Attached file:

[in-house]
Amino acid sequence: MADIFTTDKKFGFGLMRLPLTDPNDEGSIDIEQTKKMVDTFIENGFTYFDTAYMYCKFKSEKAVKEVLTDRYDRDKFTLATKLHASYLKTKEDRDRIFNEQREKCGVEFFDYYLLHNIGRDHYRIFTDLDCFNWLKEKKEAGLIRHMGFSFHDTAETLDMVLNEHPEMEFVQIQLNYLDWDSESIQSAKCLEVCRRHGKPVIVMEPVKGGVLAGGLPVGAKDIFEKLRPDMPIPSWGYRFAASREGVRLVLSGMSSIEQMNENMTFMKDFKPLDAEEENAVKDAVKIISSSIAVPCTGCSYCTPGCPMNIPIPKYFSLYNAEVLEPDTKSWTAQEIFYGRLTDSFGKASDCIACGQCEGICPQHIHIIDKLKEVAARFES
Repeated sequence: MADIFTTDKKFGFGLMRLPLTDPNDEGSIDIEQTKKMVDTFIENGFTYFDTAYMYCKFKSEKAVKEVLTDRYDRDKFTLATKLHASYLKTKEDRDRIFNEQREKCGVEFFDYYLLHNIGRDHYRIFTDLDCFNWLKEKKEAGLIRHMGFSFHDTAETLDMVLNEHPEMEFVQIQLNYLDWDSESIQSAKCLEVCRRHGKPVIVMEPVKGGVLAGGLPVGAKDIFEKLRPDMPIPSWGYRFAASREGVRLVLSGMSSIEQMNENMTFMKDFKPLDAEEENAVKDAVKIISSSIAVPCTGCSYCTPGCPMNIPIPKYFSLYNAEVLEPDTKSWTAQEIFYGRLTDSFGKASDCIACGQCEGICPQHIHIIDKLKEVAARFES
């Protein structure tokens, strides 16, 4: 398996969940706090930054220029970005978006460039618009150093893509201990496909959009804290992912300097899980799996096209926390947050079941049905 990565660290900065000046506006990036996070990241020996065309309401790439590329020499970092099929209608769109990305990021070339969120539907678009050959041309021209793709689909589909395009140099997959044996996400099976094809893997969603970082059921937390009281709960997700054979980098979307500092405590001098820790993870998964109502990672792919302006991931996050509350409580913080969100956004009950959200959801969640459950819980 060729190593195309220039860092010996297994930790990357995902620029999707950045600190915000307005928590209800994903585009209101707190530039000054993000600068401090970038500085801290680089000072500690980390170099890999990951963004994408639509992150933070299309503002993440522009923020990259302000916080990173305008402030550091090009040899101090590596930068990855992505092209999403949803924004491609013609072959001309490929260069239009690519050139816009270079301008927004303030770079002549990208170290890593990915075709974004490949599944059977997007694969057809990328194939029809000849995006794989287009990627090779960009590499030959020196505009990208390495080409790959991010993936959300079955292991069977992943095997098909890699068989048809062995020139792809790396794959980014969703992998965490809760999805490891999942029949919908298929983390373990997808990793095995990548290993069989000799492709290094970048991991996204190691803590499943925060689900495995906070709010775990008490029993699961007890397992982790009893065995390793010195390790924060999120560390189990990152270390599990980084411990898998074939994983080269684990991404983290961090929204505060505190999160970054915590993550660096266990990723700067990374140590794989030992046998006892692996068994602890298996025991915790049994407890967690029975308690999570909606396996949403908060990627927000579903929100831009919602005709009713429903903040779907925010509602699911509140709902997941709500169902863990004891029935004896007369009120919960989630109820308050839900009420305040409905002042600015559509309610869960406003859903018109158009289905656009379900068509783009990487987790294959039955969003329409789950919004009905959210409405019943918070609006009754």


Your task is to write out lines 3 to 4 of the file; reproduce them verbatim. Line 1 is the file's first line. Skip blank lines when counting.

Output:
Repeated sequence: MADIFTTDKKFGFGLMRLPLTDPNDEGSIDIEQTKKMVDTFIENGFTYFDTAYMYCKFKSEKAVKEVLTDRYDRDKFTLATKLHASYLKTKEDRDRIFNEQREKCGVEFFDYYLLHNIGRDHYRIFTDLDCFNWLKEKKEAGLIRHMGFSFHDTAETLDMVLNEHPEMEFVQIQLNYLDWDSESIQSAKCLEVCRRHGKPVIVMEPVKGGVLAGGLPVGAKDIFEKLRPDMPIPSWGYRFAASREGVRLVLSGMSSIEQMNENMTFMKDFKPLDAEEENAVKDAVKIISSSIAVPCTGCSYCTPGCPMNIPIPKYFSLYNAEVLEPDTKSWTAQEIFYGRLTDSFGKASDCIACGQCEGICPQHIHIIDKLKEVAARFES
């Protein structure tokens, strides 16, 4: 398996969940706090930054220029970005978006460039618009150093893509201990496909959009804290992912300097899980799996096209926390947050079941049905 990565660290900065000046506006990036996070990241020996065309309401790439590329020499970092099929209608769109990305990021070339969120539907678009050959041309021209793709689909589909395009140099997959044996996400099976094809893997969603970082059921937390009281709960997700054979980098979307500092405590001098820790993870998964109502990672792919302006991931996050509350409580913080969100956004009950959200959801969640459950819980 060729190593195309220039860092010996297994930790990357995902620029999707950045600190915000307005928590209800994903585009209101707190530039000054993000600068401090970038500085801290680089000072500690980390170099890999990951963004994408639509992150933070299309503002993440522009923020990259302000916080990173305008402030550091090009040899101090590596930068990855992505092209999403949803924004491609013609072959001309490929260069239009690519050139816009270079301008927004303030770079002549990208170290890593990915075709974004490949599944059977997007694969057809990328194939029809000849995006794989287009990627090779960009590499030959020196505009990208390495080409790959991010993936959300079955292991069977992943095997098909890699068989048809062995020139792809790396794959980014969703992998965490809760999805490891999942029949919908298929983390373990997808990793095995990548290993069989000799492709290094970048991991996204190691803590499943925060689900495995906070709010775990008490029993699961007890397992982790009893065995390793010195390790924060999120560390189990990152270390599990980084411990898998074939994983080269684990991404983290961090929204505060505190999160970054915590993550660096266990990723700067990374140590794989030992046998006892692996068994602890298996025991915790049994407890967690029975308690999570909606396996949403908060990627927000579903929100831009919602005709009713429903903040779907925010509602699911509140709902997941709500169902863990004891029935004896007369009120919960989630109820308050839900009420305040409905002042600015559509309610869960406003859903018109158009289905656009379900068509783009990487987790294959039955969003329409789950919004009905959210409405019943918070609006009754």